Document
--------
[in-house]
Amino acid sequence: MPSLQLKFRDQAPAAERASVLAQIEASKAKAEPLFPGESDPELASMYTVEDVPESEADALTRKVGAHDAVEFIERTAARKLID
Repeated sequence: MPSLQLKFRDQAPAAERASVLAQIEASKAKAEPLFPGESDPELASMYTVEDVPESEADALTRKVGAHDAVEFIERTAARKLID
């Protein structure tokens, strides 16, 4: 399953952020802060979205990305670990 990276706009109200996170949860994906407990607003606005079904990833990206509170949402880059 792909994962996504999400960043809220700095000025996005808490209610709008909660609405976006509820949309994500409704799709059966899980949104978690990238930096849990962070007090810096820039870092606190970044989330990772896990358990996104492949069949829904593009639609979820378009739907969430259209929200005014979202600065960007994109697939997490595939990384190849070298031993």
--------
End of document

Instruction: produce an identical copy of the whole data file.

[in-house]
Amino acid sequence: MPSLQLKFRDQAPAAERASVLAQIEASKAKAEPLFPGESDPELASMYTVEDVPESEADALTRKVGAHDAVEFIERTAARKLID
Repeated sequence: MPSLQLKFRDQAPAAERASVLAQIEASKAKAEPLFPGESDPELASMYTVEDVPESEADALTRKVGAHDAVEFIERTAARKLID
């Protein structure tokens, strides 16, 4: 399953952020802060979205990305670990 990276706009109200996170949860994906407990607003606005079904990833990206509170949402880059 792909994962996504999400960043809220700095000025996005808490209610709008909660609405976006509820949309994500409704799709059966899980949104978690990238930096849990962070007090810096820039870092606190970044989330990772896990358990996104492949069949829904593009639609979820378009739907969430259209929200005014979202600065960007994109697939997490595939990384190849070298031993």